But you don’t have to splash out. Entry-level Hatchling rooms are still a decent size (15-18 sq.m.), with a small but bright shower room; Cockerels and Suites get both. Larger rooms tend to have queen beds or zip-and-link king/twins.

Features include:

  • Bathrobes
  • Central heating
  • Coffee tea making
  • Hairdryer
  • Minibar/fridge
  • Radio
  • Toiletries
  • Tv
  • WiFi

Eating

Dinner is one of the highlights at Tudor Farmhouse. Chef Rob Cox has put together a superb 20-mile menu, using local meats cooked to perfection and innovatively garnished. In winter you might get game terrine with pear chutney; then Welsh lamb shoulder with black cabbage and bronze fennel, or roasted Cotswold pigeon with Madeira sauce. My braised ox cheek was deliciously tender, falling apart along the fault lines, with juicy chanterelles and a dollop of sublime celeriac puree (not words I often use together).

There’s fish too, and a few vegetarian options, though it’s the meats which stand out. Do leave room for dessert - caramelised apples with spicy toffee cake (outstanding), or vanilla panna cotta with elderflower and anise hyssop (smooth and minty). If you’re celebrating something special, pre-book the 6-course tasting menu with wine flight - guests tell us it’s outstanding, and very fair value.

Breakfast is no less impressive, with a rich buffet (including tangy red berry compote, delicious almond-apricot jam, and 5 varieties of apple juice), supplemented by the full gamut of cooked options. Our smoked salmon came with scrambled eggs laid that morning by their own hens.

Features include:

  • Bar
  • Children meals
  • Coffee tea making
  • Minibar/fridge
  • Organic produce
  • Restaurant
  • Restaurants nearby
  • Room service
Eating:
Activity:

Activities

  • On your doorstep are Clearwell Caves, a mile of prettily lit caverns where iron ore and ochre have been mined since Roman times; seasonal events include illustrated stories, brass bands and Santa’s Grotto, or you can don overalls and headlamp to try caving in earnest
  • Just beyond is Tolkien-esque Puzzlewood where ancient iron-ore clefts overgrown with moss and twisting yews have created a hidey-hole habitat for Hobbits
  • 10 minutes’ drive west is the majestically meandering Wye Valley: canoe downstream, stopping for a meadowside picnic or swim (the hotel can help book kayak rental and return transport)
  • Or hike a section of Offa’s Dyke , which runs almost past your door; there's great mountain-biking too
  • The endless oaklands of the Forest of Dean lie to your east: budding Tarzans can zip and swing through the treetops at Go Ape, while lazy Janes can take a Forest Segway or lakeside amble
  • Staff can book you a fantastic foraging tour with the eccentric but expert Raoul; or there are brewery visits, cheese-making tours, award-winning vineyards and a brilliant cookery school nearby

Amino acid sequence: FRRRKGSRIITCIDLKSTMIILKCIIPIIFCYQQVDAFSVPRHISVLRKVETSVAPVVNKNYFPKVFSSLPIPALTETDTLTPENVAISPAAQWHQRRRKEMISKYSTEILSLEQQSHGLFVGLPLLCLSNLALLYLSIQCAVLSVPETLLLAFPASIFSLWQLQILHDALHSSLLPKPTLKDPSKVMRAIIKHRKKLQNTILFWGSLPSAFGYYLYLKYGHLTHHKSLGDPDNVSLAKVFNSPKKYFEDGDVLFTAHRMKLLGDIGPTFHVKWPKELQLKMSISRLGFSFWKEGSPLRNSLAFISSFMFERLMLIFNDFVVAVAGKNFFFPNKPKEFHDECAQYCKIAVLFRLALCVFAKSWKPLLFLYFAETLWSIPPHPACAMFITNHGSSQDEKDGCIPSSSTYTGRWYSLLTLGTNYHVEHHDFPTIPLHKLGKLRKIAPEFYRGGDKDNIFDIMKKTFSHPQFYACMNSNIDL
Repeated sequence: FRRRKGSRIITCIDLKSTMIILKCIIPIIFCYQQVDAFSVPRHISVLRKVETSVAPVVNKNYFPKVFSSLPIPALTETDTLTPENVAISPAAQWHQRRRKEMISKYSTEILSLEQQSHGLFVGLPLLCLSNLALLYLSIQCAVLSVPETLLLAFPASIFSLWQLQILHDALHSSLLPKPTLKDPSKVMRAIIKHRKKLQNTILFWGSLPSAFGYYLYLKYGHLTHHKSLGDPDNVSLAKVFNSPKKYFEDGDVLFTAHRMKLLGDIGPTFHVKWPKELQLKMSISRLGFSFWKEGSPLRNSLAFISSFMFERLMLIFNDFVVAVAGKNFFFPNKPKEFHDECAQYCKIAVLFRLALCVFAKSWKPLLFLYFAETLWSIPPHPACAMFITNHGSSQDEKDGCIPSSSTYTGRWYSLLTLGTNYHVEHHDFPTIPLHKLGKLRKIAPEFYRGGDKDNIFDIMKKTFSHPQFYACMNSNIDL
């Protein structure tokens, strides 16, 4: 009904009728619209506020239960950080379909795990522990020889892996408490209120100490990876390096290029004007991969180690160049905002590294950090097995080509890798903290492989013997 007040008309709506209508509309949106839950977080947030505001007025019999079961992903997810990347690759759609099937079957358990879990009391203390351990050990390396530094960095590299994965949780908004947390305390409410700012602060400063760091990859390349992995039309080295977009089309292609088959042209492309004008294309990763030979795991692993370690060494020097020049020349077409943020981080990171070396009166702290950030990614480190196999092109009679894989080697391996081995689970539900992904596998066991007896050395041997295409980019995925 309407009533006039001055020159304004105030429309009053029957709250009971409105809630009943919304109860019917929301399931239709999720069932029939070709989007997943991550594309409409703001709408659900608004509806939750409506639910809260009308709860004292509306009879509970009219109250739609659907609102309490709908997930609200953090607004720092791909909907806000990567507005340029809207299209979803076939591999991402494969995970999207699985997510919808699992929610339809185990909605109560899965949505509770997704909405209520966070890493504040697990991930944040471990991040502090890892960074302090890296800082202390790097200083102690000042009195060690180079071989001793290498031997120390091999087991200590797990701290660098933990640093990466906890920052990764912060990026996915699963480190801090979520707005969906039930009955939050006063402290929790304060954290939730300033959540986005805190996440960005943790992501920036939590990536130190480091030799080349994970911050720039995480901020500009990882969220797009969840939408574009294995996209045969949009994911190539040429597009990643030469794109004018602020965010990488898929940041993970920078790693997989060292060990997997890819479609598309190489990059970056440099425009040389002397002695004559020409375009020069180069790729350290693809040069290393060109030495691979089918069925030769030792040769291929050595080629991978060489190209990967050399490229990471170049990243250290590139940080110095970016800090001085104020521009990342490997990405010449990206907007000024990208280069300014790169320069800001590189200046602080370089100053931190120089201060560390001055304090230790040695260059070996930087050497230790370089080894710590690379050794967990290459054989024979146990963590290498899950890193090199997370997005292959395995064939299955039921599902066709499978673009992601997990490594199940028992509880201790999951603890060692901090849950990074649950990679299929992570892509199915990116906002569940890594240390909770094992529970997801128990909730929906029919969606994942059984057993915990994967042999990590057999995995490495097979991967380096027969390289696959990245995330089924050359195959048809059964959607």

Activities on site or nearby include:

  • Birdwatching
  • Caves
  • Fishing
  • Foraging
  • Hiking
  • Kayaking
  • Mountain biking
  • Plantlife / flora
  • Wildlife

Kids

This is a great spot for outdoorsy families - with kid-friendly caves, forest adventures, cycle hire and river canoeing - though you might need to book early to get one of the family-sized rooms.

Best for:

Children (4-12 years), Teens (over 12)

Family friendly accommodation:

The Family Room (20) has a cosy but windowless bunk-room attached to a double bedroom, sharing a compact shower room and free-standing bathtub. The Nest (Suite) has a separate sitting room with a double sofabed which can sleep 2 younger children or 1 older. A more spacious family option is the upstairs-downstairs pairing of rooms 22 and 23 - both can be double or twin-bedded - so long as your children feel comfortable in their own separate room. For couples with 1 child or baby, most Hen-category and bigger rooms can take 1 extra bed or cot.

Babysitting:

Babysitters are available at reasonable rates (all NVQ Level 3 trained)

Baby equipment:

  • High chairs

    Remember  baby and child equipment may be limited or need pre-booking

    Children's meals:

  • Kids menu

    Kids Activities nearby:

  • Clearwell Caves: seasonal stories and events
  • Go Ape: zip lining through the treetops (over 10s)
  • Perry Grove: steam railway, adventure playground, woodland walks
  • Pedalbikeaway: cycle centre in the heart of the Forest
  • Canoeing and kayaking on the River Wye
  • Puzzlewood: forest trails, plus playground, willow maze, café and toddler racing track

    Families Should Know:

    The thick walls will hamper baby monitors. There is a tiny stream running through the garden.

  • Distances:

    • Hospital: 6 miles (Lydney)
    • Supermarkets: 6 miles (Lydney)
    Kid Friendly:

    Our guests' ratings...

    Based on 1 independent review from i-escape guests

    8/10
    Room
    10/10
    Food
    10/10
    Service
    10/10
    Value
    10/10
    Overall

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    Rates for Tudor Farmhouse